Glass artist  Pringle Teetor describes her new work for the show, “Colors, bright and bold run through my work in many variations. The combinations of different metals in some of the glass colors produce spectacular reactions. Many years ago I studied painting and the artist Morris Lewis had a huge impact on my work. Now, I’ve taken this vision into my glasswork applying colors to create bold, irregular stripes on my vessels.  Another use of color in my work is in my incalmo bowl pieces. Incalmo is fusing together multiple glass pieces to make a single vessel. These have to be done very carefully and require a great amount of precision. I’ve combined 4-6 different colors in these vessels to make wide stripes in the bowls – some colors are analogous, others are contrasting to make a bold statement.”

Lolette Guthrie writes, “I am a landscape painter.  I work largely from memory so my paintings are reflections on what I experienced at a particular time in a particular place. They are also always paintings of light and atmosphere as I continually strive to capture the ephemeral nature of the light remembered. I begin each piece with a general idea of time and place and then let the painting tell me where and how far to go. As a result, I am never sure what the end result will be because at some point each piece takes on a life of its own and I just follow along. For Dreaming In Color, I concentrated on exploring the use of color, especially in the sky, that almost alone would give the viewer a sense of space, light, time of day, temperature, and weather.  In most pieces, the foreground is the accent note.”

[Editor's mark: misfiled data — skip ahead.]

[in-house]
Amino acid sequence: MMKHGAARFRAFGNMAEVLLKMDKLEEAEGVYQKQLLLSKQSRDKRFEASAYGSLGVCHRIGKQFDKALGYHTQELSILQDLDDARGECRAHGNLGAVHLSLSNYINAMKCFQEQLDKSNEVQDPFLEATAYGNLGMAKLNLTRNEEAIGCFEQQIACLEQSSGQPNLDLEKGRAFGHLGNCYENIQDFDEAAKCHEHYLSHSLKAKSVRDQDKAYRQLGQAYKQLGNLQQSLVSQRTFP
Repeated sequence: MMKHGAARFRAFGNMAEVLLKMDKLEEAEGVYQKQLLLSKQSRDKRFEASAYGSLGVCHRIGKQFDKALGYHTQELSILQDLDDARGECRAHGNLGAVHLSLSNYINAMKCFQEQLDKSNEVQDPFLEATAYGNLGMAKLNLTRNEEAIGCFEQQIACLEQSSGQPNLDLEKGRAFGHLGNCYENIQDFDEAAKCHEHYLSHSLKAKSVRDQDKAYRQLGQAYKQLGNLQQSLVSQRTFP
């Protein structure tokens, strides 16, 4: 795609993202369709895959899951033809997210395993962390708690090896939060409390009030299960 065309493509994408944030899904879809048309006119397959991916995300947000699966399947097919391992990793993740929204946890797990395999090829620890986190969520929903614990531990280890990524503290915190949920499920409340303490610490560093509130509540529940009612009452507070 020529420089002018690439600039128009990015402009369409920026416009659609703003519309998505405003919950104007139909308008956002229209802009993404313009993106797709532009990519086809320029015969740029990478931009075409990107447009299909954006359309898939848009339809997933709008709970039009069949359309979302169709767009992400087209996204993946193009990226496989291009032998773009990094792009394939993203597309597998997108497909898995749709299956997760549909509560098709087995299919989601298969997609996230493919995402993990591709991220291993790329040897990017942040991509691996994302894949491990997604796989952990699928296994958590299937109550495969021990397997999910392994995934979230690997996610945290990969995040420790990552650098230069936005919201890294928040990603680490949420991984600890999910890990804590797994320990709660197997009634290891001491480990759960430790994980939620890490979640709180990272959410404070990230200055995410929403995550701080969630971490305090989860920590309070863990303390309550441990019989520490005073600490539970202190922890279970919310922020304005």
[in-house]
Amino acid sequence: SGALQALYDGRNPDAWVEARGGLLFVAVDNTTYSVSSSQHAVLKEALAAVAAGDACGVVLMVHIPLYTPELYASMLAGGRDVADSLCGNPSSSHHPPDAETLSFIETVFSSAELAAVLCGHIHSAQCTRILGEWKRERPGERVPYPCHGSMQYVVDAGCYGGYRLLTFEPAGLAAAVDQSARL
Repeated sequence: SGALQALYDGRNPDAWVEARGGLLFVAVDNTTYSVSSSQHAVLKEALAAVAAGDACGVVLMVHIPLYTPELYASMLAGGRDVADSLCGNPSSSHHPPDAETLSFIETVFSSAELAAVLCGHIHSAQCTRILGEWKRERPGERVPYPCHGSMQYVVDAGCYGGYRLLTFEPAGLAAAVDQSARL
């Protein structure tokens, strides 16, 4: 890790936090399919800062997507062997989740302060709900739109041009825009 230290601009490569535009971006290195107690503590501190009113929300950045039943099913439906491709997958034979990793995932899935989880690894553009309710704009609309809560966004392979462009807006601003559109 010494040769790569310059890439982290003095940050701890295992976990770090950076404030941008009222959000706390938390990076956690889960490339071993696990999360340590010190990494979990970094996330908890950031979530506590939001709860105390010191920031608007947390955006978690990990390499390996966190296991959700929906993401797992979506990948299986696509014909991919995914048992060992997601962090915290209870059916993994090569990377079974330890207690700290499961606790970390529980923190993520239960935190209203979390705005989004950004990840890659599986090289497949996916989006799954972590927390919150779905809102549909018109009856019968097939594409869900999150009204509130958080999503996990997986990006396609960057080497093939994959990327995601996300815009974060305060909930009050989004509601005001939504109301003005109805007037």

Opening Reception

Friday August 26

6-9

 

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ART from shows

Grounded

 

Ellie Reinhold

Asked at Grounded’s opening reception what I was thinking when I created a particular painting, I admitted that the creative process behind my new work is fairly nonverbal. Those familiar with my figurative pieces know that words are integral to their birth; they are filled with narrative, metaphor, poetry, emotion and dreams. Not so with my abstracts/landscapes.

This isn’t to say that my landscapes are quiet paintings, usually quite the opposite. Years ago they began as, and often remain, an exercise in intensity: Color! Mark! Texture! Pattern! Mayhem and fray! However, with some of my new work, I feel as though I am finally beginning to step back and see the forest instead of just the trees.

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Certain pieces in Grounded have a quiet about them that is new to my landscapes. I’m still obsessively working with circle and tree forms, still focusing on texture, surface, and mark, but with the exhibit’s larger paintings and my work in progress, I find I’m continually paring back my complex, intense compositions. It plays out as a give and take. I build the imagery, take it away. Build again, take it away. Struggling on the canvas to find a particular balance, to reveal what the painting wants to be.

This struggle can yield an intense surface, but, with the end note of taking away,  a quieter painting, one presenting a more meditative vision. I am pleased to find that by playing at the line between abstraction and representation, these paintings hint at the moving complexity and depth of our experience in nature.
    Ellie Reinhold_NIGHT CYCLE_Grounded_Publicity_P1090722 copy

 

 

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ART from shows